Learning URScript

I was wondering if there are any resources out there that would help to learn and feel more comfortable coding in URScript rather then on the teach pendant polyscope.

The best way to learn URscript is probably to read the script manual and try different commands in a program. There are various UR support webpages/links for specific commands and how to use them so if you are looking to implement a specific command you might want to search for it.

For testing, try:

  1. toggling “simulation” switch on pendant (lower right corner of pendant screen), the interface should turn blue and robot won’t physically move but program will execute as it would normally for testing purposes.
  2. hook usb keyboard + mouse to both pendant and control box. You can use mouse to quickly navigate and the keyboard to quickly type commands instead of using touch interface keyboard every time.
  3. use URsim in a virtual machine (virtual robot environment but this has some limitations, force_mode() or move until a collision won’t work)

The URcommunity might know of some actual tutorials but I’ve really learned everything from just doing those things above. With every update to Polyscope (e.g. 5.8 - 5.11) UR seems to add new commands and depreciate others. It would be nice if someone from UR’s software development team did quick tutorials for use of each command or a combination but they probably don’t have the bandwidth. I believe if you’ve purchased a robot you get a free training session from Universal Robots, I’m sure you could go to a URscript session to learn more. Anyways, sorry for the long response but I hope that helps and best of luck!

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Thanks Michael for you really well written and explained response. Your right when you talk about the tutorials. I was looking for something where they give you an example and that way i could learn and practice before going onto the real thing.

Currently I am learning by using URSim in a virtual machine. There is one with Ubuntu 16 on UR+ community that is for URCaps development, which you can upgrade to Ubuntu 20 and install a text editor to make it easier.
About examples, I usually download examples from UR pages to learn how certain things work (e.g. TCP connection, XML RPC client).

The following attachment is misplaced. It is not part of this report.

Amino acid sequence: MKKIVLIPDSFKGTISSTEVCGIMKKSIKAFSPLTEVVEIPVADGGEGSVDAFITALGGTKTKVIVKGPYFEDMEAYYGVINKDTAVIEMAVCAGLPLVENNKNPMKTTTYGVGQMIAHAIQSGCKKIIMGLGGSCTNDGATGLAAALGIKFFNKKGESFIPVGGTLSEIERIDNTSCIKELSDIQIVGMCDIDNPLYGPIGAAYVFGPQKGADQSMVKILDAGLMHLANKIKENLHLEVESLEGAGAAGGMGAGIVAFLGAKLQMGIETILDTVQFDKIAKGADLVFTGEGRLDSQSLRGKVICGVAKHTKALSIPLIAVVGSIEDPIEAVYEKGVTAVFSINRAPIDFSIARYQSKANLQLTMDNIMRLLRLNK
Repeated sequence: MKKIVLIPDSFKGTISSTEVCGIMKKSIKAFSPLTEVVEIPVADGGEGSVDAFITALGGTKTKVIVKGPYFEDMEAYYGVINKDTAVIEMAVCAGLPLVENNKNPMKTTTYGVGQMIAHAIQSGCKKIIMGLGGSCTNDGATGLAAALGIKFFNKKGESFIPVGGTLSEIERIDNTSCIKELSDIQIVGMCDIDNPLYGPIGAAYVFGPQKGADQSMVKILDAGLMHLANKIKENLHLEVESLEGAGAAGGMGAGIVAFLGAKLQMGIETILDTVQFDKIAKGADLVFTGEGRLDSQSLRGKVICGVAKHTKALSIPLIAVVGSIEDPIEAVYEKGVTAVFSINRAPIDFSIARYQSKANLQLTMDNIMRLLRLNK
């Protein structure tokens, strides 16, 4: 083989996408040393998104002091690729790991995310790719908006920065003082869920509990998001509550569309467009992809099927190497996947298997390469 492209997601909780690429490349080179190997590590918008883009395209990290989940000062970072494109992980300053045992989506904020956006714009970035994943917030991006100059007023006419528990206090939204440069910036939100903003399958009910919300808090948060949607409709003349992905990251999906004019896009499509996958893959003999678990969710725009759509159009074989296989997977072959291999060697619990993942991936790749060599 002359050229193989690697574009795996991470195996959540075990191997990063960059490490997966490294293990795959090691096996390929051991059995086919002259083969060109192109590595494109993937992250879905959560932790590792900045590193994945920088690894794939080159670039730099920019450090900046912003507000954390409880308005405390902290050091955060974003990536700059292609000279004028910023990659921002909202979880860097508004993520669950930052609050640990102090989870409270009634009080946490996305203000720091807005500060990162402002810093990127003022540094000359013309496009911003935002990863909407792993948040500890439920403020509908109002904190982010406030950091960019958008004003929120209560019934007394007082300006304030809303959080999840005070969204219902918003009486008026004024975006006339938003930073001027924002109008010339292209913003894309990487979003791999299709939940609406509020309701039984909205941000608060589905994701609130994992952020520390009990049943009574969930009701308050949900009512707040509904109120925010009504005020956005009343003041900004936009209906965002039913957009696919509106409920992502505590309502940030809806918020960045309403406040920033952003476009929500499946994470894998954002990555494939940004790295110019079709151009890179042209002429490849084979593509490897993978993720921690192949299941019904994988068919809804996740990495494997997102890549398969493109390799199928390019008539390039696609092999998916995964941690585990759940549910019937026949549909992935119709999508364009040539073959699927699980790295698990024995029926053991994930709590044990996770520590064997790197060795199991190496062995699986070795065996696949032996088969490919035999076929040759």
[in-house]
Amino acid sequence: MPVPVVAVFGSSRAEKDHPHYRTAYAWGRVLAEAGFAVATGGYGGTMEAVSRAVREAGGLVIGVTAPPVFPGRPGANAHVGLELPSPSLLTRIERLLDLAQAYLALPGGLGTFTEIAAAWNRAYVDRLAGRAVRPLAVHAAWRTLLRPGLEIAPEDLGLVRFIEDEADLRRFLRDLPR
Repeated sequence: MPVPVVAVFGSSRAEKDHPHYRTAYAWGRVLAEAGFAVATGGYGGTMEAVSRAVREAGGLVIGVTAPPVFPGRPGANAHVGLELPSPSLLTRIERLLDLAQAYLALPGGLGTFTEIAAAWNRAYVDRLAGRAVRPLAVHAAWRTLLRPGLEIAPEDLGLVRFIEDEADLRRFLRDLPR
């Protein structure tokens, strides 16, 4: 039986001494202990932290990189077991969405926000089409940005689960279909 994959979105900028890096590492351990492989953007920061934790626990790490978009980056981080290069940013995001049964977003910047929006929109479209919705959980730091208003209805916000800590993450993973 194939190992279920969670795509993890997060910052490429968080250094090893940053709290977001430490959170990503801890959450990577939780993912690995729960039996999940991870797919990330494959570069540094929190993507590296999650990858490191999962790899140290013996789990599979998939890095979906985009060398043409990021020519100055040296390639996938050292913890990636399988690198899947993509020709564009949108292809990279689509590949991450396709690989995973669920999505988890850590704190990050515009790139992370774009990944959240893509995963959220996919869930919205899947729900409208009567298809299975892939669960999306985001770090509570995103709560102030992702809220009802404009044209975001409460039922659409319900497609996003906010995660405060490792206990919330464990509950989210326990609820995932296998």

Also something that I do quite often is to create a small program through the teach pendant and then open on the text editor the generated .script file to see how “it looks on the inside”, this is quite useful for IK and motion commands.
For everything else, I tend to google “howto” with Python, since there are barely any results on Google for URScript language and it is similar to Python.
On the matter of tutorials I have found none that are script-oriented. So I am going to follow your topic because I would like to know as well.

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Hi Jarrah.

We also have an “in-person” script training class that is held at some UR sites around the world. This isn’t useful for you with your location, but I was wondering if a live virtual 4-hr scripts training course would be something you would be interested in us developing, or would you rather just have “self-directed” learning resources?

Your feedback (and that of others) is appreciated.


Here are two things that may help learning:

If you’re typing out your scripts in a text editor and then moving them over to the robot, VSCode has a nice script extension that gives you syntax highlighting and nice formatting.

VSCode also has an extension called SFTP sync that lets you edit in the IDE and automatically sync to the robot file system.


Great advise ill look more into this cheers

Hey Rob

Yes, i was looking at those but didn’t see any in Australia, which i think you have just confirmed. I would love to participate in a live virtual class if that were and option. Personally i think both the live virtual seminar and a self directed learning resource, would both be great tools.

I know that this probably isn’t an easy job and would take a bit of time, but I think if you could do both there would be many people that would watch and participate. Maybe it could work in a way where the self directed tool got you familiar with all the basics and gave a few examples and then the live seminar could expand on that and answer some issue people were having.



Great, thanks Terry. This looks like it could be very useful when i learn a bit more about the basics of the language.